On our second day in Oslo, we took a bus to the Bygdøy Peninsula where many of Oslo’s museums are located. We visited the Museum of Cultural Heritage (of the Dano-German royal house of Schleswig-Holstein-Sonderburg-Glücksburg). It is reminiscent of Plymouth Plantation, with authentic buildings and reenactors, except the museum grounds comprise buildings from many different eras of Norway’s history. There is also a large exhibit on Sami culture.  We saw a church from the Middle Ages, homes from the 12th, 17th, 19th, and 20th centuries, and three different farms. There is even an entire tenement building, constructed in the 1860s and relocated from Oslo. An exhibit takes you through the lives of every inhabitant of the tenement, with information about each one’s trade and relationships. The museum was extremely well done. There are 150 buildings at the museum, which was established in the 1890s. The museum can receive up to 20,000 visitors on a summer weekend. 

Listening to the playing of a traditional violin with sympathetic strings.
Sami exhibit.
Wooden church from the 13th century.
Traditional violin.
House at the Cultural Museum.
Cans in the 1950s store at the museum.

That evening we were treated to a Norwegian barbecue with our hosts and their friend. We had mushroom and fish burgers on a small grill in their back courtyard. We sat on the floor of their balcony for a delicious meal. Supposedly Norwegians love to barbecue in the summer, but the typical method is to buy a small grill at the grocery store that is used for one barbecue. They look like foil serving dishes. We saw several people in Denmark using one in a park.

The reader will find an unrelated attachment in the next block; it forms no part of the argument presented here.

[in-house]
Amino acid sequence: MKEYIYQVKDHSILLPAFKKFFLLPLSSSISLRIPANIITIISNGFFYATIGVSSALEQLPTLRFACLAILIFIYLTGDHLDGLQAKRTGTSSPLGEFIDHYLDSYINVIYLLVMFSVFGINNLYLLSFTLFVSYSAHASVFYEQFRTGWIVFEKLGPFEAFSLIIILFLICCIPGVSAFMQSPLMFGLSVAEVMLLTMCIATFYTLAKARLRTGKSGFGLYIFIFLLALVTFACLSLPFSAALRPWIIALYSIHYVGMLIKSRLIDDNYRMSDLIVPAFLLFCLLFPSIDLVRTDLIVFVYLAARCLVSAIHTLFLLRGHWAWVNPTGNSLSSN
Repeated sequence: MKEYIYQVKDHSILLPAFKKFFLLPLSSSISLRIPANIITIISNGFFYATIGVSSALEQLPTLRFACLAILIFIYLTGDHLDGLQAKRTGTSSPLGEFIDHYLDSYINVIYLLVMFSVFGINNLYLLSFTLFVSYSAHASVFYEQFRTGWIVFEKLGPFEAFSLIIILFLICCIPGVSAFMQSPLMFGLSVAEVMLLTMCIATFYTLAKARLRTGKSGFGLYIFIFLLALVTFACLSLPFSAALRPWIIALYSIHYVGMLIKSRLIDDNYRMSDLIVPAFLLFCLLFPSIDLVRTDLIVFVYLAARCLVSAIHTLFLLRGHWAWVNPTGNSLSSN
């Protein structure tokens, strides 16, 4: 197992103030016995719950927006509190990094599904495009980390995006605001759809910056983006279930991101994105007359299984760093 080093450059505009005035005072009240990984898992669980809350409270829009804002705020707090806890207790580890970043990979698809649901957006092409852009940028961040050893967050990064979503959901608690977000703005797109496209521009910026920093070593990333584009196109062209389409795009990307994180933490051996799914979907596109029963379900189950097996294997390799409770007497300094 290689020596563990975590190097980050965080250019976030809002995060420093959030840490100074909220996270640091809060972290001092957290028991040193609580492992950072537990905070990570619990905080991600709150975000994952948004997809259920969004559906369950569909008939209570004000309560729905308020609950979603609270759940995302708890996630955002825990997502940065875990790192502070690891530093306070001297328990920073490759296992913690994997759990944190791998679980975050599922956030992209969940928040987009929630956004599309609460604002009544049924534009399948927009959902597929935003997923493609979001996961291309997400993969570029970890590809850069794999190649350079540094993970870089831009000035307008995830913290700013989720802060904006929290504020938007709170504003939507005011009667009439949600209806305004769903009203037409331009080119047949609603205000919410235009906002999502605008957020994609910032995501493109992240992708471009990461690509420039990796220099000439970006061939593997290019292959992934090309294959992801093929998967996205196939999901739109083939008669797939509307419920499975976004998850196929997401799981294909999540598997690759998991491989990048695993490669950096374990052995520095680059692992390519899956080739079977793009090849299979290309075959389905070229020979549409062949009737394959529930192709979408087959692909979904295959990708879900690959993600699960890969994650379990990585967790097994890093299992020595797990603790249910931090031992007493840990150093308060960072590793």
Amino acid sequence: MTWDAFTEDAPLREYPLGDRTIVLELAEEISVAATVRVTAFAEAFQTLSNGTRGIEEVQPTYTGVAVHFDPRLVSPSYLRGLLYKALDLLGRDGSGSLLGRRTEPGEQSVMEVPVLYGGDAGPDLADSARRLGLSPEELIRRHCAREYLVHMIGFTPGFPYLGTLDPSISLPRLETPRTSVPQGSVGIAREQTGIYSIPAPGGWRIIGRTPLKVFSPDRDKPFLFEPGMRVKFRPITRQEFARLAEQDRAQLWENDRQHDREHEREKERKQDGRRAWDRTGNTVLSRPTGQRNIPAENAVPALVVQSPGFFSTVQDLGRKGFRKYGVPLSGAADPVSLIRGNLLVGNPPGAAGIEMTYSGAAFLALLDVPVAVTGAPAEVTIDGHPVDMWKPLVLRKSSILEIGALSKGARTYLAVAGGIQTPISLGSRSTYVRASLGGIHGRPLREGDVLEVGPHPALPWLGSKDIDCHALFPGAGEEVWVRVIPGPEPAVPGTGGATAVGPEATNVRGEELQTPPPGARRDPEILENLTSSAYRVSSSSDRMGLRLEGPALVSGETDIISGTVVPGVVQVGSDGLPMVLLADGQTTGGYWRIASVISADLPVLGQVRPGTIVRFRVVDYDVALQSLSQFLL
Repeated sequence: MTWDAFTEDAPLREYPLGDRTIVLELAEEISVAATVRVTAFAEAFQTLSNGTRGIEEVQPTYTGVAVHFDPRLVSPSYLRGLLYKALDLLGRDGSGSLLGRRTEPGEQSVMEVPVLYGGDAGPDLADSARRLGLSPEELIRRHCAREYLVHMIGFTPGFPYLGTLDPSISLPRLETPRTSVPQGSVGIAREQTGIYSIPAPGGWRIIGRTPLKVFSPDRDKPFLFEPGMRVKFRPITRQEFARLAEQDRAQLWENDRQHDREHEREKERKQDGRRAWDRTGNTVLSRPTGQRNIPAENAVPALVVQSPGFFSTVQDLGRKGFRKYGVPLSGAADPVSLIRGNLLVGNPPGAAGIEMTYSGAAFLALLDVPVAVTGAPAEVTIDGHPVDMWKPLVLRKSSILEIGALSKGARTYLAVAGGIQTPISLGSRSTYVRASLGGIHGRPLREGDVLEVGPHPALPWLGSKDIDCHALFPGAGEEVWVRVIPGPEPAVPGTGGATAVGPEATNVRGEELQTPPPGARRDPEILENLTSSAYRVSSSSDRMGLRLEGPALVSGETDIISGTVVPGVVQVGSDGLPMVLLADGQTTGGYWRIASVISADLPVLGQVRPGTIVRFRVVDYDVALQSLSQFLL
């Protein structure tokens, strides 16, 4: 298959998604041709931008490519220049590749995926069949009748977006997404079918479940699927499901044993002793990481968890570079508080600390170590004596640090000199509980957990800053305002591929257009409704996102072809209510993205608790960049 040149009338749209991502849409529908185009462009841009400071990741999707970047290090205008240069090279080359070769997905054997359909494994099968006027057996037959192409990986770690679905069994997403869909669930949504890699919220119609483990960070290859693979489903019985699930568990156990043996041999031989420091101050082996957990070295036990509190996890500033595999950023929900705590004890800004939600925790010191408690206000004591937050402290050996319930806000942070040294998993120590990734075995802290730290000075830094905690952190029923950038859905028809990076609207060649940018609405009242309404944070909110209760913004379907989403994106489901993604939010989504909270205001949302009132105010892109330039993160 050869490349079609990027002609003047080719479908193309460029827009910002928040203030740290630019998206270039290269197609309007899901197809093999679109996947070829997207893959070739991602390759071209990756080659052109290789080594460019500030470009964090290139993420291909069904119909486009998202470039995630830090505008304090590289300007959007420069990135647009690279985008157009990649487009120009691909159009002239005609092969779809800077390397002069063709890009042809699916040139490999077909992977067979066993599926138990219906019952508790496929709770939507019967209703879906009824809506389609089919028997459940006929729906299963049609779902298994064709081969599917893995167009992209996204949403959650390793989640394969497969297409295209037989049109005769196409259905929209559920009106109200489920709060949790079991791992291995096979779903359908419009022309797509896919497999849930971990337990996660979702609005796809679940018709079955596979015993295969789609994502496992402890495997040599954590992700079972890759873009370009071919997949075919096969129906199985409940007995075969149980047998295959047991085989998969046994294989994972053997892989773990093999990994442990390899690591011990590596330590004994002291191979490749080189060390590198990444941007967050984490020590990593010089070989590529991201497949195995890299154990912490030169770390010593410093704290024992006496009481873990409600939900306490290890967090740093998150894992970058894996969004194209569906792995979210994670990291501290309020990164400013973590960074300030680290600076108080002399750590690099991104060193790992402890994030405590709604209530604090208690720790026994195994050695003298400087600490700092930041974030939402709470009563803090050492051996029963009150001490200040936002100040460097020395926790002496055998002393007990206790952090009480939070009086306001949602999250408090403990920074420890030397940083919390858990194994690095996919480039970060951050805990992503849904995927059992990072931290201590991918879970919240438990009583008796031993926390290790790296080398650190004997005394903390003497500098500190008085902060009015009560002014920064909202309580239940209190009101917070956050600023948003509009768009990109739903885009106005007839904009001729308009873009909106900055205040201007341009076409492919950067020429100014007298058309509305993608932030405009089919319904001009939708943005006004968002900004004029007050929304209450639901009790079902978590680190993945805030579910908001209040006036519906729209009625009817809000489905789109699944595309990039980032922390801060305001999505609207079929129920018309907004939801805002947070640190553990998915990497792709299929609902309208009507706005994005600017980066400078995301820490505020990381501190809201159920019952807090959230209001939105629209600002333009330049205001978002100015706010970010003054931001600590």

We made a quick stop at the Norway Jewish Museum, where our host works. It is small, but the exhibits are extremely well done. They educate many Norwegian schoolchildren. About 1100 Jews were deported from Norway during the Holocaust.

Inside the Jewish Museum in Oslo.
A chilling map of those deported from the Jewish neighborhood in Oslo – those in red did not survive.
Outside the Jewish Museum.

Following two days in Norway, we headed west to Bergen, about which I’ve already written. In addition to learning about the Hanseatic League, B and I hiked and took a train to Voss, to see some fjords.